By using and supporting MSVC, you prove them correct and further the development of incorrect software. At the same time, you prevent others from writing correct code because they must take VC into account.
Fud based on old info. The new VC++ since 2002~2003 is 98% standards compliant.

(And yes, OpenGL rules)
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Anonymous

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pro's and pre's of compilers
« Reply #11 on: June 25, 2005, 10:07:47 pm »
Quote from: Vampyre_Dark
Quote from: thomas
By using and supporting MSVC, you prove them correct and further the development of incorrect software. At the same time, you prevent others from writing correct code because they must take VC into account.
Fud based on old info. The new VC++ since 2002~2003 is 98% standards compliant.

(And yes, OpenGL rules)


He was mainly referring to VC6. The wxWidgets devs have to make all changes in the library backwards compatible to MSVC6, hence the custom classes (which since wx2.6.0 inherit from their STL counterparts by default) and no-template code in general.

Offline thomas

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Re: pro's and pre's of compilers
« Reply #12 on: August 16, 2005, 10:03:44 pm »
it's all in VC++ format, and you have to port it over, or rely on someone else porting it over, such as DirectX

Uh... Direct what?  :?

No seriously, for DirectX and dotNet, the Microsoft tools are of course unbeatable. No doubt.

But for everything I want to use, and every application I want to develop gcc is the choice. Sorry, but VC simply lacks the coolness factor of gcc in many respects. And OpenGL is better than DirectX anyway :)
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Offline Ceniza

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Re: pro's and pre's of compilers
« Reply #13 on: August 17, 2005, 05:59:24 am »
Heh, you're replying to a post on June 25 with a post on August 16...

Quote from: Urxae
...and I think also Mac OS X, but I'm not sure about the last one.

Yep, GCC is also there, it's like... everywhere.

Most compilers are close to be 100% ISO C++ standard compliant nowdays. That's something you shouldn't worry about if you're getting an up-to-date compiler.

Digital Mars is really speedy compiling but still needs more "support" (I was unable to get a monolithic and shared wxWidgets without debugging with it) and it's free.

Visual C++ is also fast compiling and a good choice if you're going to focus just on Windows development. If you want to get the most of it you must pay (to stay legal).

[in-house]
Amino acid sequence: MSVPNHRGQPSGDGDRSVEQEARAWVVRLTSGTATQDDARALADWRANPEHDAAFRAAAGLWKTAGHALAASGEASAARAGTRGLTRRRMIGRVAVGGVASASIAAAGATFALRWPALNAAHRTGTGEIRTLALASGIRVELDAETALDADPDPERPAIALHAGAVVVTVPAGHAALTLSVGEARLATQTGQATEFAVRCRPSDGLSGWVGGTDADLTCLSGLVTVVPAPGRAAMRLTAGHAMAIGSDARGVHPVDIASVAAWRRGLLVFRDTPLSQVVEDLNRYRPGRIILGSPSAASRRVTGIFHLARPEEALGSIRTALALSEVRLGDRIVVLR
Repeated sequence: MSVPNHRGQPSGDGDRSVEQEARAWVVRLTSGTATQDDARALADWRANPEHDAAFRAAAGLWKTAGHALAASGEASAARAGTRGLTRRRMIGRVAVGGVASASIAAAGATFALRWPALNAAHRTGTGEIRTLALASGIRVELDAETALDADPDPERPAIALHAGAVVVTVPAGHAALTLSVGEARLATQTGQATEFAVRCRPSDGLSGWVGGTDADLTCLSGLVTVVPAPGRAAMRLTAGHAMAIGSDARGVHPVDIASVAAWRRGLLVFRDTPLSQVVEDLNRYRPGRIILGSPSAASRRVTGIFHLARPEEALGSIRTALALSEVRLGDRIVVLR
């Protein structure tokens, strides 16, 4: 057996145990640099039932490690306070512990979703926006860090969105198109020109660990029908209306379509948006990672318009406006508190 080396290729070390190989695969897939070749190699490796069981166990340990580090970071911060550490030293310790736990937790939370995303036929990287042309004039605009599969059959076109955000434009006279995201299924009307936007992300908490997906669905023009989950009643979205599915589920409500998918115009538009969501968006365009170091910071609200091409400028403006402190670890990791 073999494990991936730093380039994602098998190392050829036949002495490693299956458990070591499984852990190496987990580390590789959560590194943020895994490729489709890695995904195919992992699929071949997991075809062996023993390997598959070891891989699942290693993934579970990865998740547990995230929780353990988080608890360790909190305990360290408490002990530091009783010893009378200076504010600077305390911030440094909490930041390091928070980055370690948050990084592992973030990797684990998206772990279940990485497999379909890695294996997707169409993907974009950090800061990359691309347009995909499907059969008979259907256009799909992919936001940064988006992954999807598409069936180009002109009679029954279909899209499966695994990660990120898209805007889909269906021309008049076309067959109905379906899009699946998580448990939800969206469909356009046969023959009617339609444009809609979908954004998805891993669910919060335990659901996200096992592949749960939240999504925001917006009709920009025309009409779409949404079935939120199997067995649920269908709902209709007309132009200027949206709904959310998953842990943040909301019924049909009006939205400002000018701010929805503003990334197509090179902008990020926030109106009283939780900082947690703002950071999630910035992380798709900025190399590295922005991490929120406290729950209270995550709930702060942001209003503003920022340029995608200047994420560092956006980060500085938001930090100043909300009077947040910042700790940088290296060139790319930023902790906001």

Intel C++ is considered to be the best compiler generating binary code. It's available for both Windows and Linux. If want to use it under Linux you can get a free license for non-commercial use. For Windows you need Visual C++ and you need to pay for a license.

GCC, just like I said before, is basically everywhere. It generates nice binary code and is free. Its pitfall, as you have said, is compiling time. It's maybe the slowest C++ compiler, even though it's kinda speedy for C.

For me GCC gets the job done... with time.

GCC 4.0.x looks really promising (with the new C++ parser and SSA) but is still buggy and GCC 4.1.x looks even more promising (with the new C parser) with its first release almost out.

Cannot comment about Borland 'cause the only C/C++ compiler I've used made by them was Turbo C++, and it's really really REALLY old (nice to start learning and has a nice debugger).

Well, that's all I have to say before I fall asleep.
« Last Edit: August 17, 2005, 07:01:03 am by Ceniza »

Offline Vampyre_Dark

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Re: pro's and pre's of compilers
« Reply #14 on: August 17, 2005, 06:38:02 am »
it's all in VC++ format, and you have to port it over, or rely on someone else porting it over, such as DirectX

Uh... Direct what?  :?

No seriously, for DirectX and dotNet, the Microsoft tools are of course unbeatable. No doubt.

But for everything I want to use, and every application I want to develop gcc is the choice. Sorry, but VC simply lacks the coolness factor of gcc in many respects. And OpenGL is better than DirectX anyway :)
Like I said before. I use OpenGL for rendering, but I use DirectInput and DirectSound too. OpenGL is only a rendering library. DirectX can't be directly compared, as it offers a ton of other stuff, Direct3D being the rendering api. I tried using other things before, SDL and others, but they didn't mesaure up IMO and I'm no longer a fan of the restricted xgpl, so I don't agree to their licensing terms.

What coolness factor? What's cool about a compiler? You use the tool that meets your needs. MinGW met mine for a few years, but it was time to move on for my own needs. It's a personal choice.

btw, dotnet can go #%&*($#% :)